Sun Capital makes push in growth-oriented healthcare with West Dermatology

The Boca Raton, Florida, firm eyes potential opportunities for investment in eyecare, behavioral health and across the orthopedic supply chain.

Sun Capital Partners’ acquisition of West Dermatology underscores the firm’s push into healthcare amid its continued migration to growth-oriented companies, versus the turnaround-focused approach for which it was once known.

The Boca Raton, Florida, firm said Wednesday it acquired West Dermatology, providing an exit for Enhanced Healthcare Partners.

The deal marks Sun’s third new platform in healthcare since it launched a new and reformed “homegrown” healthcare initiative in the 2015-16 time-frame, Stephen Cella, principal out of Sun’s New York office, told PE Hub.

Cella, who before pivoting to healthcare invested at Sun across the retail, consumer and business services industries, helps lead healthcare efforts alongside Managing Directors Dan Florian and Jared Wien.

Its other two healthcare investments are ClearChoice, a provider of dental implant services, and Simply Beautiful Smiles, a provider of dentistry and hygiene services.

The consistent theme across all three, Cella said: “These are [retail-oriented] provider businesses that are all growing very quickly, whether through de novos or acquisitions, with a great window into their consumers.”

Historically speaking, Sun grew up as a firm that went after companies that weren’t yet in growth mode, investing in those with a certain level of operational complexity in need of stabilization. But over more recent years, the firm once known as a turnaround specialist has increasingly broadened its approach, shifting towards companies like West Dermatology that already have a framework in place – both in terms of its structure of integrated practices and culturally speaking, Cella said.

“Our role in the business going forward is scaling that and leveraging that [framework],” Cella said. There’s a huge opportunity to act as a magnet to consolidate independent derm practices in its existing geographies and beyond, he said.

The evolution of Sun’s approach stems partly from its learning through the financial crisis, when the firm for a period of time ended up holding portfolio companies for longer, Cella said. “Ultimately, we determined that a lot of our operational practices were continuing to benefit the businesses not just as they stabilized. The same disciplines and operational tools could be applied in a growth setting,” Cella said.

In turn, Sun saw the opportunity to deploy the same toolkit and ultimately sell companies at multiple turns of EBITDA higher, Cella said.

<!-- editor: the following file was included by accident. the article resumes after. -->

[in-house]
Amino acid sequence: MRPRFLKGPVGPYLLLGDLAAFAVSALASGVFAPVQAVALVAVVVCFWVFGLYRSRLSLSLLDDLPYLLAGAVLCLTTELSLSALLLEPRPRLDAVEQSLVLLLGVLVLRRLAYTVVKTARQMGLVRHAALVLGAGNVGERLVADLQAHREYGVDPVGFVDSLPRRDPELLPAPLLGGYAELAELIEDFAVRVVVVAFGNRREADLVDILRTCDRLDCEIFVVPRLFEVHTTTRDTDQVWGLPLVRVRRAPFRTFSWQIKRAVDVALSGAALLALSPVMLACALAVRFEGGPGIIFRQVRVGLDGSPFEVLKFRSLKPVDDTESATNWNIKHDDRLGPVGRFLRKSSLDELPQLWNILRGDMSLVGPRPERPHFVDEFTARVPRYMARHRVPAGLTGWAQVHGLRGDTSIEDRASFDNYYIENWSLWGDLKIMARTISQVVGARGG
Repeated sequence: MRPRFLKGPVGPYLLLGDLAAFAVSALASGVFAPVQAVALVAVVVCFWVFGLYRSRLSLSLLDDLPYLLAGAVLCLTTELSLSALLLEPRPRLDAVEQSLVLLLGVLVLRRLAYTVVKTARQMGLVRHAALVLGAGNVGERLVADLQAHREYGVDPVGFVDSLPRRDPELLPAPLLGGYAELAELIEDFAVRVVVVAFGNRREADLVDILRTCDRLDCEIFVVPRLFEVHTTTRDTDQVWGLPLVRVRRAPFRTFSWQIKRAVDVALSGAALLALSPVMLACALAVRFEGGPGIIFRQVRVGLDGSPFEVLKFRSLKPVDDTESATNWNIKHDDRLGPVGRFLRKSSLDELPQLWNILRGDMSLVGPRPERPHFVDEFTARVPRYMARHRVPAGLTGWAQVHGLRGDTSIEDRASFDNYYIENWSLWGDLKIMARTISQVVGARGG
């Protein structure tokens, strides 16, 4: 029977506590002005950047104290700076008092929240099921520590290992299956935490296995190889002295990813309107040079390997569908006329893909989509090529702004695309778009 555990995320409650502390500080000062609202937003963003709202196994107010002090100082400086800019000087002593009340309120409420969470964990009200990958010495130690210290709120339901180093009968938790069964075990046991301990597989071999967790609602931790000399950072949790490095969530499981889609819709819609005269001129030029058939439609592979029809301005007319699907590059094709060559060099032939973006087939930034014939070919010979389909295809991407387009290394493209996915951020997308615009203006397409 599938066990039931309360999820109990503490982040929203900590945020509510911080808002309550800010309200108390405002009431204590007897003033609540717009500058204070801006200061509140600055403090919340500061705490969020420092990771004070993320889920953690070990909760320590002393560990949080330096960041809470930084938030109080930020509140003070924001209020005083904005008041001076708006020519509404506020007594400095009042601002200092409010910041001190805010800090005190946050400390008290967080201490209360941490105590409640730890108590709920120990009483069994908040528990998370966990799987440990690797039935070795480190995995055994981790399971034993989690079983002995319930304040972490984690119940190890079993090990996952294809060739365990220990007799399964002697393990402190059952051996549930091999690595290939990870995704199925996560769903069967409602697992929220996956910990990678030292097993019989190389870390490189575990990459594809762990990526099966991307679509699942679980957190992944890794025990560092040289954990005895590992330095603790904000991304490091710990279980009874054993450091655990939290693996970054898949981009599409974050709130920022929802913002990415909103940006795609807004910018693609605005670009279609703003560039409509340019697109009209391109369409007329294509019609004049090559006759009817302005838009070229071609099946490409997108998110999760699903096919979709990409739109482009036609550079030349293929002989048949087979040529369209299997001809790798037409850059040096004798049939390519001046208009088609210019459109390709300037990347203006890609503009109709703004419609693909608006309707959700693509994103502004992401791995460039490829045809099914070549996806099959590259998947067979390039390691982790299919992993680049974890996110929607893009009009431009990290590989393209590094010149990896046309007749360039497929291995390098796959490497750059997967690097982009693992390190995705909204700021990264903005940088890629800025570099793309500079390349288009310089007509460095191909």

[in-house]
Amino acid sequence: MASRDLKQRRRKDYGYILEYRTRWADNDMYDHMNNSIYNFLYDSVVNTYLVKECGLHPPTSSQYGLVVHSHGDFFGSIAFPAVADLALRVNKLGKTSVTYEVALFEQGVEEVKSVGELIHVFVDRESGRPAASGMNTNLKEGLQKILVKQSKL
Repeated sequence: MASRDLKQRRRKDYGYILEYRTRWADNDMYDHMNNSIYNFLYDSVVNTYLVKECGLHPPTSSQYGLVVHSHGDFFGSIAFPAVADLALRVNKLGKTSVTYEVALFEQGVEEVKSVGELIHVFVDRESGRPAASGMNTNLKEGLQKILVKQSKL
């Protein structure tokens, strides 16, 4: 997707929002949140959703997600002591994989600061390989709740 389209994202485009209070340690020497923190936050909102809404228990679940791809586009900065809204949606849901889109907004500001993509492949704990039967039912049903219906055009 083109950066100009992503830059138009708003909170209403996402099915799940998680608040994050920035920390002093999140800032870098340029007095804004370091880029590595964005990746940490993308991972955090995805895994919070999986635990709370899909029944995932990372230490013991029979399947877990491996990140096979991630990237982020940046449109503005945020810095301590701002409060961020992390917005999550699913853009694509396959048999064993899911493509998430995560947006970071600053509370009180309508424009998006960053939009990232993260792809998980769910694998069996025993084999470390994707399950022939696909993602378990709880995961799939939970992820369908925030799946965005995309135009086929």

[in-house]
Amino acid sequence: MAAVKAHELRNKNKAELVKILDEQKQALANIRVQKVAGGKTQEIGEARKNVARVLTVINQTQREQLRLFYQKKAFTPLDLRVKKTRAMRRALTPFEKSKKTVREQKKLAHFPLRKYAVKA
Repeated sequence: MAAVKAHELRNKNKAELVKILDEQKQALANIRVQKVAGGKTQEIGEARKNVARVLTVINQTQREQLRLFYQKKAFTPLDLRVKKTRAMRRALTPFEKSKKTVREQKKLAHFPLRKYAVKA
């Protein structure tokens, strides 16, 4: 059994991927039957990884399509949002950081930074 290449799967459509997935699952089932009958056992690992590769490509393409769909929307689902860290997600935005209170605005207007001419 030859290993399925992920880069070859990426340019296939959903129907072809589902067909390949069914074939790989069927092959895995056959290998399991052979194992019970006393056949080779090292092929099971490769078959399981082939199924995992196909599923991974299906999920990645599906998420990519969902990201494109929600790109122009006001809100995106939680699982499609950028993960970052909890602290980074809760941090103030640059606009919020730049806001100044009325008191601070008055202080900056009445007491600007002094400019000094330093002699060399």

Cella said there’s also an opportunity to invest in businesses that were recently restructured or went through an operational change: “The market maybe does not apply as much value to it, as there hasn’t been as much established history of profitability or growth.”

Sun’s acquisition of West Dermatology comes nearly a year after PE Hub reported that Jefferies had been engaged to sell the Newport Beach, California-based derm company, which sources at the time said was poised to market around $25 million in EBITDA.

Sun declined to comment on financial aspects of the deal, but Cella said the firm, having identified derm early on in healthcare as an attractive category, engaged in the process in October.

“West Dermatology, in particular, we viewed as a crown jewel asset within derm space,” Cella told PE Hub. “The platform has been very carefully assembled by [CEO] Chris Kane to focus on a micro-market strategy. Having density and mindshare within the geographies they practice – we think that really benefits from our operational approach.”

Outside of dental and derm, Cella said Sun’s healthcare team sees potential opportunity for investment across areas including eyecare, behavioral health, as well as across the orthopedic supply chain – which includes everything from spine, knee and hip surgery to interventional pain services.

The firm will be opportunistic, Cella said: “There are a lot of specialties – things like geriatric cardiology – where we think there will be opportunities going forward.”

Sun has a broad investment mandate, targeting companies generating anywhere from $50 million to $1 billion in revenue that range from loss-making to highly profitable. The firm targets control buyouts, but will also make non-control equity investments.

Action Item: Check out Sun’s latest Form ADV: